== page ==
- a. Too many alerts being presented to a particular user
- b. Too many cohort groups being created
- c. Too many cohort groups being created for a particular category
- d. Too many categories being created for cohort groups
- e. Too many communication channels to manage or try when sending alerts out to cohorts.
The various embodiments may limit activity to prevent or otherwise manage such occurrences.
Embodiments of the invention may also support the use of proxies within the system so that a user may allow another party to perform cohort operations through his or her identity and/or profile on his or her behalf. This can be done with or without transparency. For instance, in one embodiment this can be done without visibility into the fact that a particular proxy user instead of the actual user was performing these actions.
Embodiments of the invention may also support what may be termed “Machine-to-Machine” (M2M) interactions between cohort entities where no human user is involved in the regular transactions. As an example of this, two or more governments could leverage this invention by maintaining trusted cohort groups of their official employees, with each cohort group implying various levels of credentials/access/expertise (e.g. State Department; expert in China; authority to negotiate trade relations for agricultural products) and automatically exchange, verify this information in real-time using an automated process at each endpoint (e.g. in each country participating).
The communication flow steps of 220-227 illustrate the general operation of an embodiment of the invention for triggering and responding to an alert based on a profile update of a user. Initially, user A 202 interacts with the server 210 to create an account 220 and then provide or create a profile 221 that defines required and/or optional information about the user. User A may be prompted for the profile data based on definitions in the system configuration database 120 and the profile data is then stored in the profile database 116. The profile data may be used to generate alerts, or it may be used to determine if user A 202 should receive alerts. In the illustrated embodiment, after the profile is entered into the server 210, the server 210 conducts an analysis and then generates one or more alerts 222 to be sent to user A 202. User A 202 can respond to the alerts in a variety of manners including accepting, rejecting, suspending, considering, reporting, etc. the alerts. The response 223 of user A 202 is then sent back to the server 210 where the response is processed 224. For instance, if user A 202 accepts an alert requesting the user to be included into a cohort group, the server system 210 may then include user A 202 in the cohort group, notify other cohorts in the group of the addition of a new cohort, look for similar cohort groups that user A 202 may be interested in, identify cohorts in the group that are in close proximity to user A 202, etc.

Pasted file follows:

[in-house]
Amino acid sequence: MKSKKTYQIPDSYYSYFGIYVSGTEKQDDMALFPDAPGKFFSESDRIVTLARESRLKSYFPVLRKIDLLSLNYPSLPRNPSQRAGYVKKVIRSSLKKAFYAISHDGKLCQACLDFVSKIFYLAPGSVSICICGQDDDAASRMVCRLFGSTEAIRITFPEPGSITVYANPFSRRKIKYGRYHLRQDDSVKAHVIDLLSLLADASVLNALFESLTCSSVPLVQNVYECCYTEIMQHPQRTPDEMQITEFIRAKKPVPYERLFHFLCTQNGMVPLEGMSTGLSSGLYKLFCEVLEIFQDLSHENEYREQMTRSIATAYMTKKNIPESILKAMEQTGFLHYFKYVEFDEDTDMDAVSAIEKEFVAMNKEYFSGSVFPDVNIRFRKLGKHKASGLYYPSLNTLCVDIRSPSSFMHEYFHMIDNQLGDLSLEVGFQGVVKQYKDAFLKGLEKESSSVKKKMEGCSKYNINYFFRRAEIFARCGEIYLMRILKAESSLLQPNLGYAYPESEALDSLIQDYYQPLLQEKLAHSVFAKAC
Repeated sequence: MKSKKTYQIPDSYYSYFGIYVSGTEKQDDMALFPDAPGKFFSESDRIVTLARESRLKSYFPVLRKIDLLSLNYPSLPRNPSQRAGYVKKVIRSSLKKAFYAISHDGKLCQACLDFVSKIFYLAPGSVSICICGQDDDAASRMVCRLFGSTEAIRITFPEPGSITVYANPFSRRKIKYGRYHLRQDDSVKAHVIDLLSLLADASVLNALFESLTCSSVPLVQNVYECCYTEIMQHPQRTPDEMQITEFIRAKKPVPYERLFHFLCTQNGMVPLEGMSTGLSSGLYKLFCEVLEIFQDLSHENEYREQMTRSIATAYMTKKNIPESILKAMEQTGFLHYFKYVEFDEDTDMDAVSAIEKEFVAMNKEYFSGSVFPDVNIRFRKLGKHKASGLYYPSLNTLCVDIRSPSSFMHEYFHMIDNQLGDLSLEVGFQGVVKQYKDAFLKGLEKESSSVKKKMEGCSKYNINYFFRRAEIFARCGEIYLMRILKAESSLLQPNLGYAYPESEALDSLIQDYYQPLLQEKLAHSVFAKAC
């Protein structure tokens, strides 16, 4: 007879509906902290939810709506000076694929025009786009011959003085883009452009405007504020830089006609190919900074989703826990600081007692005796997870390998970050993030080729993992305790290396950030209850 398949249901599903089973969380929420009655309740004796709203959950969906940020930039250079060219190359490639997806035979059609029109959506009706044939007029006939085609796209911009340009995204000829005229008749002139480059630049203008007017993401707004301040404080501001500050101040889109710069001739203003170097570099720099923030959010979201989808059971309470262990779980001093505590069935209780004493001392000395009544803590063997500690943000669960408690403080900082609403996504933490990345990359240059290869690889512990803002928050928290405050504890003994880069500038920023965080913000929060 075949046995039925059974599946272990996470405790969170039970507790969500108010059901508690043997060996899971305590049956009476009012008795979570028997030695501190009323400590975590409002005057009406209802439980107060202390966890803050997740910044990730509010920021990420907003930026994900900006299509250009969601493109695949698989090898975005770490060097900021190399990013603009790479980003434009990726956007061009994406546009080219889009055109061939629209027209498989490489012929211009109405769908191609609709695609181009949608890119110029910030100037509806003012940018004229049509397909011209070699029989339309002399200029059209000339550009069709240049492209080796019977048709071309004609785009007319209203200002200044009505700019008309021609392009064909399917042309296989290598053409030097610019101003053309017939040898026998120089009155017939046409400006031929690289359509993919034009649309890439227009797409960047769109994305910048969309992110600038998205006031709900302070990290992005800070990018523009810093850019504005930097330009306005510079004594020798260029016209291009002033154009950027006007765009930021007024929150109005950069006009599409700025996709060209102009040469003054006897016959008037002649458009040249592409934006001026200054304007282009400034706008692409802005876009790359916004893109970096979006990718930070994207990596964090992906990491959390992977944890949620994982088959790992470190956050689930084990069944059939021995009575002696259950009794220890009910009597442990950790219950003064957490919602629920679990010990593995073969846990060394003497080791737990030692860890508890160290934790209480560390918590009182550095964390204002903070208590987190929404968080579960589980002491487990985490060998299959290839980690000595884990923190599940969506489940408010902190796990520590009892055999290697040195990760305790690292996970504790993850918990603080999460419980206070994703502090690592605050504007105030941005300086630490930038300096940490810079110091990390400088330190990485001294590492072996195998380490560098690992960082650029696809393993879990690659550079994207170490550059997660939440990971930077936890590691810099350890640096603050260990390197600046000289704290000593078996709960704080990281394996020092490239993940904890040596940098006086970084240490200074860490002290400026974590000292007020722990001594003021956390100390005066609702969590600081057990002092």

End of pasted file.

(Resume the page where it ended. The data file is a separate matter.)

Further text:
In the illustrated embodiment, user B 204 is subsequently shown as updating his or her profile 225. This is communicated to the server 210 which may determine that the modifications warrant an alert 226 to be sent to user A 202. The alert may be a positive or a negative alert. For instance, if user B 204 modifies his or her profile so that a commonality exists between user A 202 and user B 204, then a positive alert may be sent to user A 202, as well as user B 204 (not shown) to indicate that the two parties may belong in a cohort grouping. In the alternative, the modification to the profile may remove a commonality between user A 202 and user B 204 in such a manner to trigger a negative alert indicating that a current cohort group that includes both parties should be modified to exclude one or more of the parties or, be disbanded altogether. Similar to the first alert, user A 202 responds to the alert 227 which is then processed by the server 210.